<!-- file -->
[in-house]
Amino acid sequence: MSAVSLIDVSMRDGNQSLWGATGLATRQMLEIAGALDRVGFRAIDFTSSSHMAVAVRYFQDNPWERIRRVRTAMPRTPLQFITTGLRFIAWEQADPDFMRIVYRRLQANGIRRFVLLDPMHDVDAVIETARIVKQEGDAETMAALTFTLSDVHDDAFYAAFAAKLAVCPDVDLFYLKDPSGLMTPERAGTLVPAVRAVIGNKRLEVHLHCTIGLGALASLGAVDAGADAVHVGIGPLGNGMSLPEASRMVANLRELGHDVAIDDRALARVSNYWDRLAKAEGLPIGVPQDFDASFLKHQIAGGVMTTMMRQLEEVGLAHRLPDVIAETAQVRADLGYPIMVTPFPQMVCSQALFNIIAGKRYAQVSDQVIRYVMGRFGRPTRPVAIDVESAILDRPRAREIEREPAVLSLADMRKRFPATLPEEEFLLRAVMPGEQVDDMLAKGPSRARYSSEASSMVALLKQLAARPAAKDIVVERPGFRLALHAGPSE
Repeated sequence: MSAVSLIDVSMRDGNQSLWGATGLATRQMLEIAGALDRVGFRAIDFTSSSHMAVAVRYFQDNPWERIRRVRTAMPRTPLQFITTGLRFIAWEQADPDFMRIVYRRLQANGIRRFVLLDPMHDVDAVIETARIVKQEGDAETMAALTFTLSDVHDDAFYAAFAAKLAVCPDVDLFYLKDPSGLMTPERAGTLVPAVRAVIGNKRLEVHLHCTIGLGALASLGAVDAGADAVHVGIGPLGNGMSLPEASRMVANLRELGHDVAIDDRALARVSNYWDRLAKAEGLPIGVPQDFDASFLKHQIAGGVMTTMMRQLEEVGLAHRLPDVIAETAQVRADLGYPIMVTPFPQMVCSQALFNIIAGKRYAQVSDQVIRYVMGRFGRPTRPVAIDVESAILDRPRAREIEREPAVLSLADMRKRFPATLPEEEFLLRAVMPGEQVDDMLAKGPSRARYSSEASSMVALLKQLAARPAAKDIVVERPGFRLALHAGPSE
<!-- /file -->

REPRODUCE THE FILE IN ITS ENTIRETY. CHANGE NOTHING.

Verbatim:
[in-house]
Amino acid sequence: MSAVSLIDVSMRDGNQSLWGATGLATRQMLEIAGALDRVGFRAIDFTSSSHMAVAVRYFQDNPWERIRRVRTAMPRTPLQFITTGLRFIAWEQADPDFMRIVYRRLQANGIRRFVLLDPMHDVDAVIETARIVKQEGDAETMAALTFTLSDVHDDAFYAAFAAKLAVCPDVDLFYLKDPSGLMTPERAGTLVPAVRAVIGNKRLEVHLHCTIGLGALASLGAVDAGADAVHVGIGPLGNGMSLPEASRMVANLRELGHDVAIDDRALARVSNYWDRLAKAEGLPIGVPQDFDASFLKHQIAGGVMTTMMRQLEEVGLAHRLPDVIAETAQVRADLGYPIMVTPFPQMVCSQALFNIIAGKRYAQVSDQVIRYVMGRFGRPTRPVAIDVESAILDRPRAREIEREPAVLSLADMRKRFPATLPEEEFLLRAVMPGEQVDDMLAKGPSRARYSSEASSMVALLKQLAARPAAKDIVVERPGFRLALHAGPSE
Repeated sequence: MSAVSLIDVSMRDGNQSLWGATGLATRQMLEIAGALDRVGFRAIDFTSSSHMAVAVRYFQDNPWERIRRVRTAMPRTPLQFITTGLRFIAWEQADPDFMRIVYRRLQANGIRRFVLLDPMHDVDAVIETARIVKQEGDAETMAALTFTLSDVHDDAFYAAFAAKLAVCPDVDLFYLKDPSGLMTPERAGTLVPAVRAVIGNKRLEVHLHCTIGLGALASLGAVDAGADAVHVGIGPLGNGMSLPEASRMVANLRELGHDVAIDDRALARVSNYWDRLAKAEGLPIGVPQDFDASFLKHQIAGGVMTTMMRQLEEVGLAHRLPDVIAETAQVRADLGYPIMVTPFPQMVCSQALFNIIAGKRYAQVSDQVIRYVMGRFGRPTRPVAIDVESAILDRPRAREIEREPAVLSLADMRKRFPATLPEEEFLLRAVMPGEQVDDMLAKGPSRARYSSEASSMVALLKQLAARPAAKDIVVERPGFRLALHAGPSE